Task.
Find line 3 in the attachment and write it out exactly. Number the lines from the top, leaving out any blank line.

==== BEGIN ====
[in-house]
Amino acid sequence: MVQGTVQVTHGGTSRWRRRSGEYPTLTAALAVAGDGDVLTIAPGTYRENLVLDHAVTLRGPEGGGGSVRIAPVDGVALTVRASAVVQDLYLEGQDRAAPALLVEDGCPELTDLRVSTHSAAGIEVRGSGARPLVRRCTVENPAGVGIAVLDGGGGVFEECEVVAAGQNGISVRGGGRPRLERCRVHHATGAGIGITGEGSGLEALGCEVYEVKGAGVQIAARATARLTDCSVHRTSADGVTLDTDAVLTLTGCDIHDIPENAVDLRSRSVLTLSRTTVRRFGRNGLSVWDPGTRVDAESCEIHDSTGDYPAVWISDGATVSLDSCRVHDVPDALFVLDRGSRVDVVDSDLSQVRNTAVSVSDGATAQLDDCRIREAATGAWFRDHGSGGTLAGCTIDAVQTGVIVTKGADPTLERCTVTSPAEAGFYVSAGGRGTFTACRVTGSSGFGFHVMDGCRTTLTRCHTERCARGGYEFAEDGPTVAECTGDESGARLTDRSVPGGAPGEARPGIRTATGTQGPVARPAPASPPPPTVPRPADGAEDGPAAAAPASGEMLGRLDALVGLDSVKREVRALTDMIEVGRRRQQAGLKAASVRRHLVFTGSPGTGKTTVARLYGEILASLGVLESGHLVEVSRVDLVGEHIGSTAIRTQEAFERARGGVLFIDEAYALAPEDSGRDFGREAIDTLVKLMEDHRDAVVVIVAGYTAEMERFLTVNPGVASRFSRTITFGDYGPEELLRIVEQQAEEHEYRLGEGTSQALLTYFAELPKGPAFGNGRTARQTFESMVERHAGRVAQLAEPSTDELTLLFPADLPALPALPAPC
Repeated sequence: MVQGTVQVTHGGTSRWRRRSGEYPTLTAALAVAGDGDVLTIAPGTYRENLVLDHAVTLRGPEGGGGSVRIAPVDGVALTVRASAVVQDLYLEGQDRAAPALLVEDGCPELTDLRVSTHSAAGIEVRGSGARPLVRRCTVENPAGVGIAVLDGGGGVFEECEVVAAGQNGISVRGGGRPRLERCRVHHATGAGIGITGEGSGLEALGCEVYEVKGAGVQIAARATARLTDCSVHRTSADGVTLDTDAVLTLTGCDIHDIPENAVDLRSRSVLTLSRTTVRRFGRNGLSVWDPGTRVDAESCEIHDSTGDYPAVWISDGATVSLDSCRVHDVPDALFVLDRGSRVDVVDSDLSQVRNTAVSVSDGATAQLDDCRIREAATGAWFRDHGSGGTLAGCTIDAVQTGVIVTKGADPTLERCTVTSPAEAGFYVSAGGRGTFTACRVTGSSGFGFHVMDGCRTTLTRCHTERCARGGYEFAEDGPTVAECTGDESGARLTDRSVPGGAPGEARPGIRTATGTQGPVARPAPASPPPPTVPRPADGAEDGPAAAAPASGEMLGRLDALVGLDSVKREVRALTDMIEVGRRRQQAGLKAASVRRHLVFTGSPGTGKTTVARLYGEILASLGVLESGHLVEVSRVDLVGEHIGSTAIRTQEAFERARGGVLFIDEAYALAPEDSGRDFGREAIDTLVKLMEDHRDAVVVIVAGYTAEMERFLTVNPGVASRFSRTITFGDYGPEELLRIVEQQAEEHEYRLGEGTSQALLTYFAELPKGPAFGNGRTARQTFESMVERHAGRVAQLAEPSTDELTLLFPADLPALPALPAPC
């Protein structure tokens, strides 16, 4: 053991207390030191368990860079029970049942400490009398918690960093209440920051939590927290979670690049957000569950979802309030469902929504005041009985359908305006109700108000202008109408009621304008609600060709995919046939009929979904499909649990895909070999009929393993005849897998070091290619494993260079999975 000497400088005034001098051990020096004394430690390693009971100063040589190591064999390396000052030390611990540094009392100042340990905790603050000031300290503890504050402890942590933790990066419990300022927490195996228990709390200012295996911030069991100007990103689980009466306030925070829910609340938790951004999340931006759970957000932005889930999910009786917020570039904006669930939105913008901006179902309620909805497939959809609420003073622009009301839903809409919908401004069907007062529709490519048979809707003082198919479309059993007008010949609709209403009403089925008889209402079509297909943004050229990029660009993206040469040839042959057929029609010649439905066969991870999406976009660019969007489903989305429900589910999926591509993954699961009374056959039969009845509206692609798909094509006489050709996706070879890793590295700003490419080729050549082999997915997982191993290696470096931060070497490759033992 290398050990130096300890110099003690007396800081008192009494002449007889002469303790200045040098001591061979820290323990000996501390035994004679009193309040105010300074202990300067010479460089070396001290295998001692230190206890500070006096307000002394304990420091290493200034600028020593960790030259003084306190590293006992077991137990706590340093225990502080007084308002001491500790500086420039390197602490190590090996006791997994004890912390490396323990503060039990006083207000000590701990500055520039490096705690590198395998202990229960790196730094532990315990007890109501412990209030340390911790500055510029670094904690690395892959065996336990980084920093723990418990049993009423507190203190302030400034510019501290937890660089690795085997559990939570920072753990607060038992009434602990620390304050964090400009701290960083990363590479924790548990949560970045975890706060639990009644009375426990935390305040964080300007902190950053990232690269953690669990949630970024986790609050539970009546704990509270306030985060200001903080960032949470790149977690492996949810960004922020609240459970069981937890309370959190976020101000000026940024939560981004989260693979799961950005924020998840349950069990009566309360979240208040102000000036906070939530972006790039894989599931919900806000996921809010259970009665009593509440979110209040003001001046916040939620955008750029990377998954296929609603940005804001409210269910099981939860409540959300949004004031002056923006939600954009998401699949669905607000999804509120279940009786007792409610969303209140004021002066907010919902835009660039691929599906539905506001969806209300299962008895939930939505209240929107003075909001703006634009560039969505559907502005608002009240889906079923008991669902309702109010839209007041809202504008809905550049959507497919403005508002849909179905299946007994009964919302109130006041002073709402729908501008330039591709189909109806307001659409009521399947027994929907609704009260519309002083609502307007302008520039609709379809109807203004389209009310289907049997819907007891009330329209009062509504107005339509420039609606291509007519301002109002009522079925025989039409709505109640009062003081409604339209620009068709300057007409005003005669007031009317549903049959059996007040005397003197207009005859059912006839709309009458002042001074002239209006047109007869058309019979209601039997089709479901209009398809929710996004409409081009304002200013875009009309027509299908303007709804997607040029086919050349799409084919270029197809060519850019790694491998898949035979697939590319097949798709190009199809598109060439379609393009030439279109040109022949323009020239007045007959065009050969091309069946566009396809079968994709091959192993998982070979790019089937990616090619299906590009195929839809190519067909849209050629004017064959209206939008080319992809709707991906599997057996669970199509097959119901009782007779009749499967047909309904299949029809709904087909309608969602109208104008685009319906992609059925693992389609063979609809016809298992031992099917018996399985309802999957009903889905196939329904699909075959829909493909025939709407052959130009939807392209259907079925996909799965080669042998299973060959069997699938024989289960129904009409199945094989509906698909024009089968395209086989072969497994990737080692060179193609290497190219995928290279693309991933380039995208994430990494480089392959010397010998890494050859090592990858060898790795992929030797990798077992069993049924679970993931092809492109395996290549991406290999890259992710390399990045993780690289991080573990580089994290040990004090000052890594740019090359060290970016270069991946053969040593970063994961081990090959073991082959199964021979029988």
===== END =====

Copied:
Repeated sequence: MVQGTVQVTHGGTSRWRRRSGEYPTLTAALAVAGDGDVLTIAPGTYRENLVLDHAVTLRGPEGGGGSVRIAPVDGVALTVRASAVVQDLYLEGQDRAAPALLVEDGCPELTDLRVSTHSAAGIEVRGSGARPLVRRCTVENPAGVGIAVLDGGGGVFEECEVVAAGQNGISVRGGGRPRLERCRVHHATGAGIGITGEGSGLEALGCEVYEVKGAGVQIAARATARLTDCSVHRTSADGVTLDTDAVLTLTGCDIHDIPENAVDLRSRSVLTLSRTTVRRFGRNGLSVWDPGTRVDAESCEIHDSTGDYPAVWISDGATVSLDSCRVHDVPDALFVLDRGSRVDVVDSDLSQVRNTAVSVSDGATAQLDDCRIREAATGAWFRDHGSGGTLAGCTIDAVQTGVIVTKGADPTLERCTVTSPAEAGFYVSAGGRGTFTACRVTGSSGFGFHVMDGCRTTLTRCHTERCARGGYEFAEDGPTVAECTGDESGARLTDRSVPGGAPGEARPGIRTATGTQGPVARPAPASPPPPTVPRPADGAEDGPAAAAPASGEMLGRLDALVGLDSVKREVRALTDMIEVGRRRQQAGLKAASVRRHLVFTGSPGTGKTTVARLYGEILASLGVLESGHLVEVSRVDLVGEHIGSTAIRTQEAFERARGGVLFIDEAYALAPEDSGRDFGREAIDTLVKLMEDHRDAVVVIVAGYTAEMERFLTVNPGVASRFSRTITFGDYGPEELLRIVEQQAEEHEYRLGEGTSQALLTYFAELPKGPAFGNGRTARQTFESMVERHAGRVAQLAEPSTDELTLLFPADLPALPALPAPC